Casualty generation (total number injured) and lethality (proportion that died) are the instruments of mass terrorism.[13] The immediate overall mortality from the MCI and all centers combined could not be determined because of a lack of information. However, the specific mortality rate in this population of patients was 8% which is considered low and comparable to the 7% in Leibovici's study,[17] another outdoor event. Had all the blasts in the Kano Central Mosque MCI occurred within the building, the mortality rate would likely have been greater because indoor blasts tend to magnify the destructive power of the blast wave and may collapse the building, burying more victims.[7],[12],[13],[18]

Crowd control and security were less than optimal at our facility during this event, as there was unrestricted access to the emergency unit. It is correct that institutional response to a MCI should involve the entire hospital; however, proper security for healthcare personnel, the injured, relatives, and others are major considerations in protocols designed for mass trauma response.[19] Agrawal et al.[20] and Shah et al.[11] in India and Pakistan, respectively, reported “follow-up” terrorist attacks within acute care rooms described as “second hit” phenomenon by Frykberg.[12] Even though Ozoilo et al.[14] justified inclusion of nonmedically trained personnel and medical/dental students in MCI response, the activities of these ought to be structured so as not to burden the existing security protocol and limit their engagement to what can be considered to be within the scope of knowledge and skills of a student.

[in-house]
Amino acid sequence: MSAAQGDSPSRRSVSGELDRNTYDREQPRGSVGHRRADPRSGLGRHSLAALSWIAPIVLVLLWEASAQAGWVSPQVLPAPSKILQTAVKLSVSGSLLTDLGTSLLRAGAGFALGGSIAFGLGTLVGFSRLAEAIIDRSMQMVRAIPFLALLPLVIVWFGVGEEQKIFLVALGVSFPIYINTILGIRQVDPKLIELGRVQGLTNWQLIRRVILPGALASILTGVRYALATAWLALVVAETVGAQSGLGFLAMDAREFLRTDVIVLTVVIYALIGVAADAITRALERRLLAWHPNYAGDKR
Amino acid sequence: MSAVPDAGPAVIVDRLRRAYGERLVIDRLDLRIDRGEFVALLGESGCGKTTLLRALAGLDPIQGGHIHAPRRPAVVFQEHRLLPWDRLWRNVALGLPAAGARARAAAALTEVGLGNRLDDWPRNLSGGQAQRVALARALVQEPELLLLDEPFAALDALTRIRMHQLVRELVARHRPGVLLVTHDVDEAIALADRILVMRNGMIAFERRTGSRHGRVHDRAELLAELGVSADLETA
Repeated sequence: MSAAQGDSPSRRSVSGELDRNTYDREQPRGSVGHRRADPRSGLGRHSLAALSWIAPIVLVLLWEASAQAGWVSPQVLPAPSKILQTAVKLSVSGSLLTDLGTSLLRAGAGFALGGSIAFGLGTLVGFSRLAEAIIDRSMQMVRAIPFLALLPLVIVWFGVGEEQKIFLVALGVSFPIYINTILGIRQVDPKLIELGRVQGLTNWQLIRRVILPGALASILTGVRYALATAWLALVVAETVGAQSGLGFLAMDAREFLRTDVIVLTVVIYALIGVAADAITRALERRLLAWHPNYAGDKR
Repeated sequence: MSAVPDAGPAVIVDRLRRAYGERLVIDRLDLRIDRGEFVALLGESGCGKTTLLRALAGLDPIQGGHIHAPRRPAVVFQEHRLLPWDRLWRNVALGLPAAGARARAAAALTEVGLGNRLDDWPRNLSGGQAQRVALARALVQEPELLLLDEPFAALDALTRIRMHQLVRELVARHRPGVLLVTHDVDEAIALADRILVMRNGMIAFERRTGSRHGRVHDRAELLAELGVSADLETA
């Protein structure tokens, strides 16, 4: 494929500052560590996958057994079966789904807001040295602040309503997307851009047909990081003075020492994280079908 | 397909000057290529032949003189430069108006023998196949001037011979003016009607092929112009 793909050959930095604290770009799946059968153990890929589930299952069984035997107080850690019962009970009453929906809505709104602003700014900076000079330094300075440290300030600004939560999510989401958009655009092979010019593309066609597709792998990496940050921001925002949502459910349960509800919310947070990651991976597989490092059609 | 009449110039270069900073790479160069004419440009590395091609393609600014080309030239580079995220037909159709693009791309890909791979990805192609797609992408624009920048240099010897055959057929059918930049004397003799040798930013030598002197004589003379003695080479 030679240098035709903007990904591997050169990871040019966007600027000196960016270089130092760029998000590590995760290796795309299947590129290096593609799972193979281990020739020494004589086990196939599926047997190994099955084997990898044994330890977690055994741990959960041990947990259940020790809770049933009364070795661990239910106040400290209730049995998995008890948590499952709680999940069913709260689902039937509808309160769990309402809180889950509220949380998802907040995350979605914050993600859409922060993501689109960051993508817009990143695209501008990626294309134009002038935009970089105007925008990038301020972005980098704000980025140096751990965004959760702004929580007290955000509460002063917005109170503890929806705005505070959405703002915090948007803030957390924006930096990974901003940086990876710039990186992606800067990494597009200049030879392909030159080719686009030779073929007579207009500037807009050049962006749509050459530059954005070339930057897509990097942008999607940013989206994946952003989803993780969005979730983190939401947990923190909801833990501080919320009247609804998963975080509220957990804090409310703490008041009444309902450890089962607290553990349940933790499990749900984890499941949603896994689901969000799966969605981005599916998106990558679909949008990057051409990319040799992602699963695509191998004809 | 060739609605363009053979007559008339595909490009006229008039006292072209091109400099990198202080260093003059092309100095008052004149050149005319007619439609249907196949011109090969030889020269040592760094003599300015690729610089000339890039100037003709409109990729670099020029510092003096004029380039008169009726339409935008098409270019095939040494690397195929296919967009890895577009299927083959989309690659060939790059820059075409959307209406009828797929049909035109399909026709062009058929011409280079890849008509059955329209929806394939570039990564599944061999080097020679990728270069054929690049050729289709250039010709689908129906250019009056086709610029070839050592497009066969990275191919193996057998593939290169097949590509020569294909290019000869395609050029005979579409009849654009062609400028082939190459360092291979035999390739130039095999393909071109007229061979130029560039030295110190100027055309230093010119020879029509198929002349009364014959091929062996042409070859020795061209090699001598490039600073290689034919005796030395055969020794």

Limitations

Our report is not without limitations. First the on-going healthcare workers' strike action in this analysis makes it difficult to assess the effectiveness of the “make-shift” response to this MCI event. Second, unavailability of data from other centers prevented the assessment of injuries and outcome of casualties from these centers for comparison. Our center is the farthest from the blast site and it is possible that more critically injured patients might have been transported to the two closer centers as a result of their proximity resulting in skewed data. Third, all injuries might not have been accounted for in view of the chaotic experience of sudden massive influx of injured patients. Finally, the lack of field and pre-hospital triage makes it more difficult to access the center's overall performance throughout this event.

In conclusion, we found that MCI response in Nigeria is still rudimentary compared to the standards in high-resource environments.[8],[9],[11],[21] Our findings demonstrate important areas for future improvement.

Since urban terrorism has become a reality in Northern Nigeria resulting in mass casualties, the following recommendations are worthy of consideration by the government and regulating agencies: a) Need for a comprehensive mass casualty response plan both nationally and within hospital settings, including training of standard emergency medical services personnel and provision of well-equipped ambulances for rapid site-evacuation of victims. It should include an organized and centralized medical dispatch system to facilitate inter-facility communication; b) Formation of hospital MCI multidisciplinary teams; c) Adoption of predefined MCI protocols that are suitable to the peculiarities of local environments; d) Periodic mock rehearsal of predefined mass casualty response plans; e) A need for increased government funding of hospitals focusing on MCI events.

Financial support and sponsorship

Nil.

Conflicts of interest

There are no conflicts of interest.



 
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Leibovici D, Gofrit ON, Stein M, Shapira SC, Noga Y, Heruti RJ, et al. Blast injuries: Bus versus open-air bombings--A comparative study of injuries in survivors of open-air versus confined-space explosions. J Trauma 1996;41:1030-5.  Back to cited text no. 17
    
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    Figures

  [Figure 1], [Figure 2]
 
 
    Tables

  [Table 1], [Table 2], [Table 3]